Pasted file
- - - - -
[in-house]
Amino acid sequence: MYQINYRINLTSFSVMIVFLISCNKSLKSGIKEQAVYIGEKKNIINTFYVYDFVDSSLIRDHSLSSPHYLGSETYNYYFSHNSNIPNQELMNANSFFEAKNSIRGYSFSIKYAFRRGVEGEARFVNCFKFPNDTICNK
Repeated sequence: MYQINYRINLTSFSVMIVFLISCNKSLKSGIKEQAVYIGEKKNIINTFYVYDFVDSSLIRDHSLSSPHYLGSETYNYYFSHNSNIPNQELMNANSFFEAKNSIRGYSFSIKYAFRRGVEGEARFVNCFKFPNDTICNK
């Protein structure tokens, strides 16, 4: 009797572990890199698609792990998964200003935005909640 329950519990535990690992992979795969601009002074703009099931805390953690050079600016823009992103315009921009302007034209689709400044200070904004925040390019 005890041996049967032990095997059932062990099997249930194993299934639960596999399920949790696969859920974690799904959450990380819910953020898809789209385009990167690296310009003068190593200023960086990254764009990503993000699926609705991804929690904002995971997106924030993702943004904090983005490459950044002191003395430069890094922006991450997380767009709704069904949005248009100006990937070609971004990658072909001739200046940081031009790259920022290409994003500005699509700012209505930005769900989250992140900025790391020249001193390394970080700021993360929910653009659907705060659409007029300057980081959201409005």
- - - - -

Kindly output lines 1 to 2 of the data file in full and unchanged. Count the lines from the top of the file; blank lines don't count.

[in-house]
Amino acid sequence: MYQINYRINLTSFSVMIVFLISCNKSLKSGIKEQAVYIGEKKNIINTFYVYDFVDSSLIRDHSLSSPHYLGSETYNYYFSHNSNIPNQELMNANSFFEAKNSIRGYSFSIKYAFRRGVEGEARFVNCFKFPNDTICNK